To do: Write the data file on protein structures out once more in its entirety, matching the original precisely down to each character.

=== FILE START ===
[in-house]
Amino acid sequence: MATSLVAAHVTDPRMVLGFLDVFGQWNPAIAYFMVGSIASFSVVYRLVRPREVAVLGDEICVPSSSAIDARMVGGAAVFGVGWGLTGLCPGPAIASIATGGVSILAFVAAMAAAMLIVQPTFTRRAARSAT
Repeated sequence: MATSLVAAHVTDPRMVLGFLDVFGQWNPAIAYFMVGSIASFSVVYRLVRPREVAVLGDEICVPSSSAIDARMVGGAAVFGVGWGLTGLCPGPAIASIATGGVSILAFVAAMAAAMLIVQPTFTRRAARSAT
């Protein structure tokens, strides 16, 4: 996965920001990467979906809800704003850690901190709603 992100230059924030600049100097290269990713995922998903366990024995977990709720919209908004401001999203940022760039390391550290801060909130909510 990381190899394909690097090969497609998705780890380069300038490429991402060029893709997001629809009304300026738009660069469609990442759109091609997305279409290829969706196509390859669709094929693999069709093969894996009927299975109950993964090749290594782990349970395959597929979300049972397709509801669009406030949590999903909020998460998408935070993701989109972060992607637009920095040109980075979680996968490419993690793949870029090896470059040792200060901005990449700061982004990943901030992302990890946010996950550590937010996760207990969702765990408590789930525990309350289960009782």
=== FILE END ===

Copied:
[in-house]
Amino acid sequence: MATSLVAAHVTDPRMVLGFLDVFGQWNPAIAYFMVGSIASFSVVYRLVRPREVAVLGDEICVPSSSAIDARMVGGAAVFGVGWGLTGLCPGPAIASIATGGVSILAFVAAMAAAMLIVQPTFTRRAARSAT
Repeated sequence: MATSLVAAHVTDPRMVLGFLDVFGQWNPAIAYFMVGSIASFSVVYRLVRPREVAVLGDEICVPSSSAIDARMVGGAAVFGVGWGLTGLCPGPAIASIATGGVSILAFVAAMAAAMLIVQPTFTRRAARSAT
């Protein structure tokens, strides 16, 4: 996965920001990467979906809800704003850690901190709603 992100230059924030600049100097290269990713995922998903366990024995977990709720919209908004401001999203940022760039390391550290801060909130909510 990381190899394909690097090969497609998705780890380069300038490429991402060029893709997001629809009304300026738009660069469609990442759109091609997305279409290829969706196509390859669709094929693999069709093969894996009927299975109950993964090749290594782990349970395959597929979300049972397709509801669009406030949590999903909020998460998408935070993701989109972060992607637009920095040109980075979680996968490419993690793949870029090896470059040792200060901005990449700061982004990943901030992302990890946010996950550590937010996760207990969702765990408590789930525990309350289960009782």